• Normally, they are made to be transparent. Even
so-called "opaque" inks may need two passes through the press before
100 percent opacity is achieved.
• They overprint one another while the colors are still
wet. The adhesion of one wet ink to another is called "trap."
• They give a glossy appearance when dry. Darker colors
tend to be glossier than lighter ones. Laying down more ink increases
• Paper has more of an effect on ink gloss than does the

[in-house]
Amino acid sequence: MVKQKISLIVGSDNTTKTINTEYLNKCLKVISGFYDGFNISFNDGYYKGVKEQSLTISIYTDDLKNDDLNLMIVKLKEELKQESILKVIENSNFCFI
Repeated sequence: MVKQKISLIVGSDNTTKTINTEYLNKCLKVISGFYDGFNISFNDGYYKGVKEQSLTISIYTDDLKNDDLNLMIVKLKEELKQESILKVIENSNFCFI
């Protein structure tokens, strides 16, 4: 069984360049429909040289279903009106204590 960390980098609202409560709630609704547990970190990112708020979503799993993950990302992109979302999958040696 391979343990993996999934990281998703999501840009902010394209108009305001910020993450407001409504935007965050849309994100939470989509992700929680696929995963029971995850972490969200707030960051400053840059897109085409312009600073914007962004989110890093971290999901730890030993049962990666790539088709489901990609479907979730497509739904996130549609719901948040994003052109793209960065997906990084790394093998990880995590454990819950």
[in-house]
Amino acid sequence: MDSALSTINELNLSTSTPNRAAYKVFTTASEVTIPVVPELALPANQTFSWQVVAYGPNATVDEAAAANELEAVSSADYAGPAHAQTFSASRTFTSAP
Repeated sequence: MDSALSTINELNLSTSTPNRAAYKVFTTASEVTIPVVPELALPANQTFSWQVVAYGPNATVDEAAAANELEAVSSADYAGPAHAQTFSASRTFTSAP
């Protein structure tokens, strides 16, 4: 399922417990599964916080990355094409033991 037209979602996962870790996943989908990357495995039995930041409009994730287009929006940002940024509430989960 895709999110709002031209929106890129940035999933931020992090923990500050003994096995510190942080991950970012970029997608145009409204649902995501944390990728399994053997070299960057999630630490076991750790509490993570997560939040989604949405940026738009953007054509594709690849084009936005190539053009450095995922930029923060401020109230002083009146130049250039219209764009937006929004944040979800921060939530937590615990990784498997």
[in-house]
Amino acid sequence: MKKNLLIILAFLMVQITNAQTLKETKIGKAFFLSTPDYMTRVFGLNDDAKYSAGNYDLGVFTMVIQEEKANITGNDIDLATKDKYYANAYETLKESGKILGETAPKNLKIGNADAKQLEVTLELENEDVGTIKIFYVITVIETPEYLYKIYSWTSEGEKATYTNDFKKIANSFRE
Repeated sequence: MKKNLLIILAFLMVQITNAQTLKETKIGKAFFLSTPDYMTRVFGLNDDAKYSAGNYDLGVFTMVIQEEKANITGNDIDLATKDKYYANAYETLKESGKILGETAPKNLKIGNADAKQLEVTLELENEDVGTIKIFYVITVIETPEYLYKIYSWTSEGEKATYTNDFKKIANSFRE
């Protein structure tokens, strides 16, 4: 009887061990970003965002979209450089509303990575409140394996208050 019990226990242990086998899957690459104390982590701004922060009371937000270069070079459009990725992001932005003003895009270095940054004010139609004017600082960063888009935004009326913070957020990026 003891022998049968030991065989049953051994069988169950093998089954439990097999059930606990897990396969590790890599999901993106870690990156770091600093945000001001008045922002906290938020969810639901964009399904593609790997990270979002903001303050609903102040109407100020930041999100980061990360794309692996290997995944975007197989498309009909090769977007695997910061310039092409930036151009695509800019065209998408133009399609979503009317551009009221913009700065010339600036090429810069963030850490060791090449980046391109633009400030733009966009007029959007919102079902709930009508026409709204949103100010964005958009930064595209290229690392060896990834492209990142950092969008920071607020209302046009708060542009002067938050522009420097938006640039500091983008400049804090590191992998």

ink itself. Uncoated papers absorb ink, making them look dull.
Supercalendered and coated papers cause inks to dry on the surface of
the sheet, heightening their luster.
• Heatset drying also increases ink gloss.
• Ink is thick--as thick as honey. Every time a color is
changed on press, the press has to be washed down with rags and
solvents to remove all traces of the old color. Press washups take time
and cost money. The customer whose job requires the ink change pays for